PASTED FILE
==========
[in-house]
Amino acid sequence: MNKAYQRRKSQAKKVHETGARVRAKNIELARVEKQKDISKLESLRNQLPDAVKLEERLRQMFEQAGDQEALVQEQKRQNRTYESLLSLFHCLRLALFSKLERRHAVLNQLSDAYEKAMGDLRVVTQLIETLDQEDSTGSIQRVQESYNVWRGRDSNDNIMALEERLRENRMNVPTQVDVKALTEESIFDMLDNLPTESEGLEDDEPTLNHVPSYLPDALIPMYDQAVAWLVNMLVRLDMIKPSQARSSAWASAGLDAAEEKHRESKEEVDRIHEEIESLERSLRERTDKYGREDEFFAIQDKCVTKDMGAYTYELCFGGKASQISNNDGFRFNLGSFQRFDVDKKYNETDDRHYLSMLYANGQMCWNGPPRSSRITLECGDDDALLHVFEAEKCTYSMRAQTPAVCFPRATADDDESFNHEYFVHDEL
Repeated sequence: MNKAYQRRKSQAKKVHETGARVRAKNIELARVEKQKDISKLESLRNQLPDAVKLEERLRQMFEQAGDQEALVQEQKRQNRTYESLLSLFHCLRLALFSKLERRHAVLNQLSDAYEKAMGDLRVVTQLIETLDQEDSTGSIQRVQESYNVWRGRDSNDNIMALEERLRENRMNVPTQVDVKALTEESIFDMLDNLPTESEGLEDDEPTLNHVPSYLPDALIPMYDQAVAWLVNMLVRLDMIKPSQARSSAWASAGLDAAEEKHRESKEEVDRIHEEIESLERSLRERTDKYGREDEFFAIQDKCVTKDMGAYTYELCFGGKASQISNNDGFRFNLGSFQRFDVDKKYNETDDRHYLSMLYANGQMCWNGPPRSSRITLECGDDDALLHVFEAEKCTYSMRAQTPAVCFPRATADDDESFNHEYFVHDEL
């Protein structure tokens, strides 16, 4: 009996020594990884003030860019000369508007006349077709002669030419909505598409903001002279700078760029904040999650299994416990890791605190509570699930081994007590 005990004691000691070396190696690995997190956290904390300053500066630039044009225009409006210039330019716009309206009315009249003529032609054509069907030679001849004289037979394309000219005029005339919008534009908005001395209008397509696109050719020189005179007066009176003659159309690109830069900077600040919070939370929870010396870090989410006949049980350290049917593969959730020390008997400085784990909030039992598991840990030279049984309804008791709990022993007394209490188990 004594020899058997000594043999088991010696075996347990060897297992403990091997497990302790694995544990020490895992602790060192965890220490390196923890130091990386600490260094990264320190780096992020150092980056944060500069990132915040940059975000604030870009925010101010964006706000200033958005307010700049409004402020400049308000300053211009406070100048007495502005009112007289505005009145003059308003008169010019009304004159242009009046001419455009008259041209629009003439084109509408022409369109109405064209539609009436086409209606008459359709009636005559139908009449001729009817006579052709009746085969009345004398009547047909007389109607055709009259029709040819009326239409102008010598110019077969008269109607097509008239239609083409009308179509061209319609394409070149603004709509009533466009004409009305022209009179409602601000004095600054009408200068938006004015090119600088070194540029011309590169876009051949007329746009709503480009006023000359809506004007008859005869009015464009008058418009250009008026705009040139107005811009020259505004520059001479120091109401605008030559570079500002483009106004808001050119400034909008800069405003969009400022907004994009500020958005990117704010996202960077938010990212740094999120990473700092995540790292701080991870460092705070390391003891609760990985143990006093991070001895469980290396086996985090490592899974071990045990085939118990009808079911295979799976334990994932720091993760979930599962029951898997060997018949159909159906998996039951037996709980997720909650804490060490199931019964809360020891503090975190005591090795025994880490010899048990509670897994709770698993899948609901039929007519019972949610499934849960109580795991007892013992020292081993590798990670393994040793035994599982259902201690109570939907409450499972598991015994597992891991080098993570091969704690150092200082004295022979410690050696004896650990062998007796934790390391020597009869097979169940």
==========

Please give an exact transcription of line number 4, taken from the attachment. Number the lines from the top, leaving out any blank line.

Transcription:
């Protein structure tokens, strides 16, 4: 009996020594990884003030860019000369508007006349077709002669030419909505598409903001002279700078760029904040999650299994416990890791605190509570699930081994007590 005990004691000691070396190696690995997190956290904390300053500066630039044009225009409006210039330019716009309206009315009249003529032609054509069907030679001849004289037979394309000219005029005339919008534009908005001395209008397509696109050719020189005179007066009176003659159309690109830069900077600040919070939370929870010396870090989410006949049980350290049917593969959730020390008997400085784990909030039992598991840990030279049984309804008791709990022993007394209490188990 004594020899058997000594043999088991010696075996347990060897297992403990091997497990302790694995544990020490895992602790060192965890220490390196923890130091990386600490260094990264320190780096992020150092980056944060500069990132915040940059975000604030870009925010101010964006706000200033958005307010700049409004402020400049308000300053211009406070100048007495502005009112007289505005009145003059308003008169010019009304004159242009009046001419455009008259041209629009003439084109509408022409369109109405064209539609009436086409209606008459359709009636005559139908009449001729009817006579052709009746085969009345004398009547047909007389109607055709009259029709040819009326239409102008010598110019077969008269109607097509008239239609083409009308179509061209319609394409070149603004709509009533466009004409009305022209009179409602601000004095600054009408200068938006004015090119600088070194540029011309590169876009051949007329746009709503480009006023000359809506004007008859005869009015464009008058418009250009008026705009040139107005811009020259505004520059001479120091109401605008030559570079500002483009106004808001050119400034909008800069405003969009400022907004994009500020958005990117704010996202960077938010990212740094999120990473700092995540790292701080991870460092705070390391003891609760990985143990006093991070001895469980290396086996985090490592899974071990045990085939118990009808079911295979799976334990994932720091993760979930599962029951898997060997018949159909159906998996039951037996709980997720909650804490060490199931019964809360020891503090975190005591090795025994880490010899048990509670897994709770698993899948609901039929007519019972949610499934849960109580795991007892013992020292081993590798990670393994040793035994599982259902201690109570939907409450499972598991015994597992891991080098993570091969704690150092200082004295022979410690050696004896650990062998007796934790390391020597009869097979169940």